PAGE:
Source credibility is described by the Cambridge Dictionary as "the degree to which people believe and trust what other people and organizations tell them about a particular product or service." People are more likely to believe or be persuaded by sources that are credible and by papers that use credible sources. When analyzing your sources, use the TRAAPP method to make sure your sources are credible and helpful to your research.
When was the information published? Does your topic require current information, or will older sources work as well? Has the information been updated?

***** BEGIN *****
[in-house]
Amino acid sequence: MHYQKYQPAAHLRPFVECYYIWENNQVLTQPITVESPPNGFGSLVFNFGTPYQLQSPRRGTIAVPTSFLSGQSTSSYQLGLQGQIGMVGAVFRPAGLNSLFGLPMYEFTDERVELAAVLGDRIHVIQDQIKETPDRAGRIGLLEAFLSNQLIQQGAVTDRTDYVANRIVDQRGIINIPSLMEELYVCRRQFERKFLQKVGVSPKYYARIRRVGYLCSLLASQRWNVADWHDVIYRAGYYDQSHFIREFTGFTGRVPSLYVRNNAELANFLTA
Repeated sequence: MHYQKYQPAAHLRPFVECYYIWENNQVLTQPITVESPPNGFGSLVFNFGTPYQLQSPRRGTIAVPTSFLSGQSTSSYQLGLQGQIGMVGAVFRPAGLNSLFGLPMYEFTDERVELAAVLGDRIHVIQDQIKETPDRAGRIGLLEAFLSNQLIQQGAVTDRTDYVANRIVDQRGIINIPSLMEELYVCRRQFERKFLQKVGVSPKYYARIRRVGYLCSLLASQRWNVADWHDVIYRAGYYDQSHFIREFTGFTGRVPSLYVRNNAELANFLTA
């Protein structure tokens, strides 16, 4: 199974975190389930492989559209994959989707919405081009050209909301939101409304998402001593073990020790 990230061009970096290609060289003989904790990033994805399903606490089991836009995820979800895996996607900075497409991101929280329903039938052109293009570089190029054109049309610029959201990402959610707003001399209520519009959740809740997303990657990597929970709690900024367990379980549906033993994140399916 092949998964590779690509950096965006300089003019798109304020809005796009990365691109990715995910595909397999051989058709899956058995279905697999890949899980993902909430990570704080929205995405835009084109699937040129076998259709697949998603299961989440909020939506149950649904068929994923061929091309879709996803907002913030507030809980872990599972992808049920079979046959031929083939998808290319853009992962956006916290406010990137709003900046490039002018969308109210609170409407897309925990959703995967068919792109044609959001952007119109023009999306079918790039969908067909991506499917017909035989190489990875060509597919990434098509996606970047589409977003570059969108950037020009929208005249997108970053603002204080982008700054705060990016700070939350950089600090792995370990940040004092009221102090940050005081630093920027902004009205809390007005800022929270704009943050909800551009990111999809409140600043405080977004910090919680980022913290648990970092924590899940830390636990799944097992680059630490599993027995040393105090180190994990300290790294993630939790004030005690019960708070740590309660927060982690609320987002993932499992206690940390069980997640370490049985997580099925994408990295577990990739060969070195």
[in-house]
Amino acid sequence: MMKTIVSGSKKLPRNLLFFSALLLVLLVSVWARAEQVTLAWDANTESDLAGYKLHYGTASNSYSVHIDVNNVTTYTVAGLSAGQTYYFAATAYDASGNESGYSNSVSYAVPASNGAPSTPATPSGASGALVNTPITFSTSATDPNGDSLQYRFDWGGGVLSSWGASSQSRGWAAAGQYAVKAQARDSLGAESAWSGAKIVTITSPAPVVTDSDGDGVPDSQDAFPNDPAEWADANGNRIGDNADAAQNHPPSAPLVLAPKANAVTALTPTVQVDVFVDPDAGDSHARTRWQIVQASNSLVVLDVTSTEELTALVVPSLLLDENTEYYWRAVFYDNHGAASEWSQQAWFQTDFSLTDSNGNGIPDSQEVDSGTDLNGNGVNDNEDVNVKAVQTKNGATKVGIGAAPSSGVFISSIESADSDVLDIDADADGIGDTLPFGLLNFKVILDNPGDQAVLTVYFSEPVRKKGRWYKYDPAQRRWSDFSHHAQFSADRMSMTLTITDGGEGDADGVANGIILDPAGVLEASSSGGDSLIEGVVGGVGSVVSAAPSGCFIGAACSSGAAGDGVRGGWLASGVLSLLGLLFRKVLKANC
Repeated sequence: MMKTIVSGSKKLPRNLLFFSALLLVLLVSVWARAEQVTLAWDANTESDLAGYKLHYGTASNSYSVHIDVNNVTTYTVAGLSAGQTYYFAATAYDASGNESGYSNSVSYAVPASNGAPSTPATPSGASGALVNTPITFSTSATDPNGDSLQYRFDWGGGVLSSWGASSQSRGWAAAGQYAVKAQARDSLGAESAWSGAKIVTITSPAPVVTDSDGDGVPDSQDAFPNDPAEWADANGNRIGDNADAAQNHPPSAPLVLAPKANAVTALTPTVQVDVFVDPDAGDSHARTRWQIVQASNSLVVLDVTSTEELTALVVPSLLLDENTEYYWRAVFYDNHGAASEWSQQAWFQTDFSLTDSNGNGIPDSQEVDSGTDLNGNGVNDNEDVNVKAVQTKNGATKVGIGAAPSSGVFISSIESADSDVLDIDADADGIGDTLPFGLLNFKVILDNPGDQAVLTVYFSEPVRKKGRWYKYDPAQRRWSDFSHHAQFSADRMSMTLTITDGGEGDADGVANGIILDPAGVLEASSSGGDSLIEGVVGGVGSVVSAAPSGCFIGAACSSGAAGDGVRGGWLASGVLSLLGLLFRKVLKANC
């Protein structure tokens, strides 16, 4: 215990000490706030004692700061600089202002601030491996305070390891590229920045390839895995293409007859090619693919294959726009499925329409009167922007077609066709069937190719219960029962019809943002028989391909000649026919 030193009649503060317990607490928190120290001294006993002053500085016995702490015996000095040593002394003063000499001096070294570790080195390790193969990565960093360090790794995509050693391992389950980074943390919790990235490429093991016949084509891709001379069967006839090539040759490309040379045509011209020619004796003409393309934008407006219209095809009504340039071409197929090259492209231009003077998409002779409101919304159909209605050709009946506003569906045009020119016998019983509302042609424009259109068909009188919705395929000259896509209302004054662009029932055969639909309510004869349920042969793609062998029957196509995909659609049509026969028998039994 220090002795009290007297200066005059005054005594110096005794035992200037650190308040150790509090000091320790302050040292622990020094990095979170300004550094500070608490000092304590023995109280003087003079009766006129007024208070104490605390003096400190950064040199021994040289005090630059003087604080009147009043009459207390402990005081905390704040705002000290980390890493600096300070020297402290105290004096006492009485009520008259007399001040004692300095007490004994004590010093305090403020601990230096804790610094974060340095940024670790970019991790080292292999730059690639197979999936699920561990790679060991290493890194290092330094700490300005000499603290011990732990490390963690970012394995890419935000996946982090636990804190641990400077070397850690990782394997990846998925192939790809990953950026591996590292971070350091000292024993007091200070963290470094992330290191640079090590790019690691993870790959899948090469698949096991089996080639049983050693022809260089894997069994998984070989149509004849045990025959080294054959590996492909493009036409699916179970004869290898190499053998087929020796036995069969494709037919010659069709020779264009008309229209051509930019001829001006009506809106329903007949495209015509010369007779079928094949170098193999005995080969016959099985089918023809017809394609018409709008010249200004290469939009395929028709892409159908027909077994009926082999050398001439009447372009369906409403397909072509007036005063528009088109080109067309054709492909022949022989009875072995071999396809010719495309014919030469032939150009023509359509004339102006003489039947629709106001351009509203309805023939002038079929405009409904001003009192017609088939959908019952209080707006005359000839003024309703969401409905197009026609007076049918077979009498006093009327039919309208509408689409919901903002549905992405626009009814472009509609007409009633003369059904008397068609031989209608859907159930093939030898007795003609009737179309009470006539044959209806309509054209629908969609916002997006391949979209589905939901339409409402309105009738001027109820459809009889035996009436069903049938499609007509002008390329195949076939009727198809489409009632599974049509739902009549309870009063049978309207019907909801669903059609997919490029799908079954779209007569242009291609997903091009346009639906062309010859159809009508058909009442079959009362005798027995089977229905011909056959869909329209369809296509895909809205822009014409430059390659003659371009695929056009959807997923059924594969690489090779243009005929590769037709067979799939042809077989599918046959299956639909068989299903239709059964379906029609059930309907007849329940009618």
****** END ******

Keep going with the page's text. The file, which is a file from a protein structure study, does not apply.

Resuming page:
Can the information be verified in other sources? Where does the information come from? Is there a bibliography that lists the author’s sources of information? Can you find other information sources that corroborate the information?
Does the information relate to your topic or answer your question? When faced with a large number of results, is this particular source more useful than the others that came up in your search?
Why does this information exist? Is it to inform, teach, sell, entertain, or persuade? Is the information fact, opinion, or propaganda? Who does this source seem to be directed at? Are there any biases present?
What information is provided about the author’s credentials? Is the author qualified in the subject area?
There is privilege in publishing whereby mostly white scholars/researchers have the opportunity to publish their research. Ask yourself, are they the only folks that might write or publish on this topic? Who is missing in this conversation?